Still, there’s little question that energy providers would prefer to sell their electricity rather than giving it away — or, worse still, paying customers to take it off their hands. Fortunately, there are a few potential solutions to the problem. One is to keep making wind and solar cheaper to install, allowing companies to wring profits out of their installations even as energy prices fall. More efficient solar panels, for instance, might allow electricity to be generated at a lower cost, allowing developers to eke out a profit even in an energy market saturated by intermittent renewables. 

Utility-scale energy storage will also have a role to play, by helping companies to smooth out dips and surges in their energy supply. Storage is currently an expensive and technologically challenging option, although there are some interesting projects underway: Novatec Solar spinoff FRENELL issued a report this month claiming that its molten-salt thermal-storage technology could deliver stored solar energy at a price competitive with electricity from coal power-plants, while a lithium-ion battery project built by S&C Electric Company in Ohio also looks promising

Such projects could eventually prove game-changers, but for now there are plenty of wrinkles still to be ironed out. In the meantime, the most straightforward way to address renewable-energy gluts would simply be to improve regional energy transmission systems: after all, if Texas wind farms could shunt their surplus energy to consumers in neighboring states, or even further afield, there would be no need to give it away for free.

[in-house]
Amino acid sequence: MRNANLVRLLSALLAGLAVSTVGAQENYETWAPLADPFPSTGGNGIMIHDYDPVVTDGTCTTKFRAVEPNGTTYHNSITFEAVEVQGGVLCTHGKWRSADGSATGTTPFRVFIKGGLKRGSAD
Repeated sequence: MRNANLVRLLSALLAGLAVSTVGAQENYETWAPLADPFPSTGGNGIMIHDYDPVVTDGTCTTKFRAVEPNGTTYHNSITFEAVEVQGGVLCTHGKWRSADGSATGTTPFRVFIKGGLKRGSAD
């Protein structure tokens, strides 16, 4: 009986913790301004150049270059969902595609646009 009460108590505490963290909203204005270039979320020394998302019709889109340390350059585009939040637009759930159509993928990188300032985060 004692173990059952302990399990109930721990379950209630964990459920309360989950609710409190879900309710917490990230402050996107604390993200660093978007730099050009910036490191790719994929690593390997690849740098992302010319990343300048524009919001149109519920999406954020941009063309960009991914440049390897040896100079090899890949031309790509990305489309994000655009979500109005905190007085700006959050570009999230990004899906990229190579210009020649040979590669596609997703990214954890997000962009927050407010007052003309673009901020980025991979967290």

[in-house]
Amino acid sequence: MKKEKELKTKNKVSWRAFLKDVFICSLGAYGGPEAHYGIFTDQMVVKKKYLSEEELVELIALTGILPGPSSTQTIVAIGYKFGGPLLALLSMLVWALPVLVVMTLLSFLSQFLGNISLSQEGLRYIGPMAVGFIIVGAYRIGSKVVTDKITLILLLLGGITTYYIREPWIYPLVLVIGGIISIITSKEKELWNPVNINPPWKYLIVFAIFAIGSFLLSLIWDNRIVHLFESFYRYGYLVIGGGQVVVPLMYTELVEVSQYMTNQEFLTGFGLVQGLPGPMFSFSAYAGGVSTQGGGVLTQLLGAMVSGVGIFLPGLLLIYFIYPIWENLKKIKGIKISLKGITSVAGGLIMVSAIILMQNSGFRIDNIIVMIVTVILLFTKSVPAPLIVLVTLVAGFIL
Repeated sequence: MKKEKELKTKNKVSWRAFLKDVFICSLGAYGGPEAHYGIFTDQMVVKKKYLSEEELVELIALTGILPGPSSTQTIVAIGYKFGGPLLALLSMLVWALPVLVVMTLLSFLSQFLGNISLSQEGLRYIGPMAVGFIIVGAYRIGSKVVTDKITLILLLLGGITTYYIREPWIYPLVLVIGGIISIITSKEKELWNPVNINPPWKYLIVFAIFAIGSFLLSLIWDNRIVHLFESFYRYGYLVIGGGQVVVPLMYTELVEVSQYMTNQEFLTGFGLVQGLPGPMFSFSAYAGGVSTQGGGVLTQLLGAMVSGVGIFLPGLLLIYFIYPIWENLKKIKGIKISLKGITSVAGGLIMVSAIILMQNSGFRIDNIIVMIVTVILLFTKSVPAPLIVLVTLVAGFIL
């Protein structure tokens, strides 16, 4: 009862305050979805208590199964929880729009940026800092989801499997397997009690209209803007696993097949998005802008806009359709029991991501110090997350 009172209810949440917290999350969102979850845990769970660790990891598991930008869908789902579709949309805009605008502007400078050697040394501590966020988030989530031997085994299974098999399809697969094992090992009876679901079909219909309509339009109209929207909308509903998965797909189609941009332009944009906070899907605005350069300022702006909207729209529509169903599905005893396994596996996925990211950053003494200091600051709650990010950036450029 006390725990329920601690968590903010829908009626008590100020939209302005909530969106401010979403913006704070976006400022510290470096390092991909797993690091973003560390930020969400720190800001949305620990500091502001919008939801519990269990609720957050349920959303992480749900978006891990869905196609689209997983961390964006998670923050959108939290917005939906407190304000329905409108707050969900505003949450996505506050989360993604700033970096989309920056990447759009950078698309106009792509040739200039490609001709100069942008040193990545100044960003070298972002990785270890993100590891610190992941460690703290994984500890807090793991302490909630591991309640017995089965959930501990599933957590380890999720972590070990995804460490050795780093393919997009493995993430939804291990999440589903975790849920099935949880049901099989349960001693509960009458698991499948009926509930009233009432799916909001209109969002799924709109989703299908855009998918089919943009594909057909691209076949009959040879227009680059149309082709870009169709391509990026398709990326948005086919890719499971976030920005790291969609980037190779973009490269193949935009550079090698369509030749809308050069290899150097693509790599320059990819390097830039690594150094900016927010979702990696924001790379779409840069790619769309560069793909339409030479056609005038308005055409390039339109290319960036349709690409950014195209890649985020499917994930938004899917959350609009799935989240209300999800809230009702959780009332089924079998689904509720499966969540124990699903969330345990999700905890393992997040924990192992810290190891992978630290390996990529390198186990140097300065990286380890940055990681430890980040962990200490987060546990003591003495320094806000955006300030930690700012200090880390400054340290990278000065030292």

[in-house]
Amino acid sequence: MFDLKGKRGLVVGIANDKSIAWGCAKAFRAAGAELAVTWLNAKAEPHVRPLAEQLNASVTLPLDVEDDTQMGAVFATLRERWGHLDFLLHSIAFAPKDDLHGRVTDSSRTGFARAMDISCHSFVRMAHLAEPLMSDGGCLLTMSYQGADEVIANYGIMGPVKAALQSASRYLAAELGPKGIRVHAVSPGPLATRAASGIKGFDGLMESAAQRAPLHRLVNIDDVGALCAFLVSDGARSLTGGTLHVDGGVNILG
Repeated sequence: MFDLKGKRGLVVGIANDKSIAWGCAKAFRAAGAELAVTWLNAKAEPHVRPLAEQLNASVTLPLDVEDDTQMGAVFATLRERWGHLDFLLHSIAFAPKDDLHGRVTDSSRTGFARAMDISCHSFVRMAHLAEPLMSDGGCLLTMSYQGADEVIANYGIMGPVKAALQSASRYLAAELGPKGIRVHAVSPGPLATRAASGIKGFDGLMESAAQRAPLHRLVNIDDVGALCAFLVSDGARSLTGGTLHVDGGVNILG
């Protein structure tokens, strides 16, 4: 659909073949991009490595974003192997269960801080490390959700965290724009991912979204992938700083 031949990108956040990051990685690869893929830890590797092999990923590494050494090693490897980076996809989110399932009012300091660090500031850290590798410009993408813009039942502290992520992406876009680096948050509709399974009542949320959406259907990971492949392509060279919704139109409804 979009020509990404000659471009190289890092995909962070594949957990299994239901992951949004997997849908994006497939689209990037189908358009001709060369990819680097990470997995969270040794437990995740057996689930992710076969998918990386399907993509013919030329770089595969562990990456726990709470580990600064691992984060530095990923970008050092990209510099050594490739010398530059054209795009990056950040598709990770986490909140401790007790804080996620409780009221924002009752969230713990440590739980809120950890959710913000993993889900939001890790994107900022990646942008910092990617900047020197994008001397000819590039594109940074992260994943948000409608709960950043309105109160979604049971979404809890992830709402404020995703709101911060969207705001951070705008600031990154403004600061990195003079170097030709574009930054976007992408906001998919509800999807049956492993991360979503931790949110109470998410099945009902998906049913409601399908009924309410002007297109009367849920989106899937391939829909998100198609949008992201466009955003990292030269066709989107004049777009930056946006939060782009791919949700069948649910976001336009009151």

Researchers at the National Oceanic and Atmospheric Administration and the University of Colorado at Boulder envision a nationwide “energy interstate” — a sort of free market for energy spanning the entire country. Besides shoring up prices for renewables, that would dramatically reduce the need for grid operators to use fossil fuel power plants to top up their supplies when local wind and solar supplies are scarce. In total, the researchers estimate, a national energy-transmission network would reduce energy-sector emissions by a whopping 80 percent within 15 years. 

If that sounds like pie in the sky, take another look at Europe. One day last summer, unusually high winds saw Denmark produce 140 percent of its energy needs from renewable energy. Grid operators didn’t panic, or resort to paying their customers: instead, they plugged into a regional transmission system, and quickly sold their surplus to consumers in Germany, Norway and Sweden. “It shows that a world powered 100 percent by renewable energy is no fantasy,” says Oliver Joy, a spokesman for the European Wind Energy Association. 

That’s true enough — but it also shows the work that still needs to be done if renewable energy companies and investors are to profit from the new reality. Fortunately, U.S. energy companies appear to have gotten the memo: they’re expected to invest $47.9 billion in transmission projects through 2025. That might not be enough to provide the kind of flexibility enjoyed by Denmark’s grid operators, but it is a big step in the right direction.

Ben Whitford is the US correspondent for The Ecologist. He has written for the Guardian, Newsweek, Mother Jones, Slate, and many other publications.

 

Originally published on May 25, 2016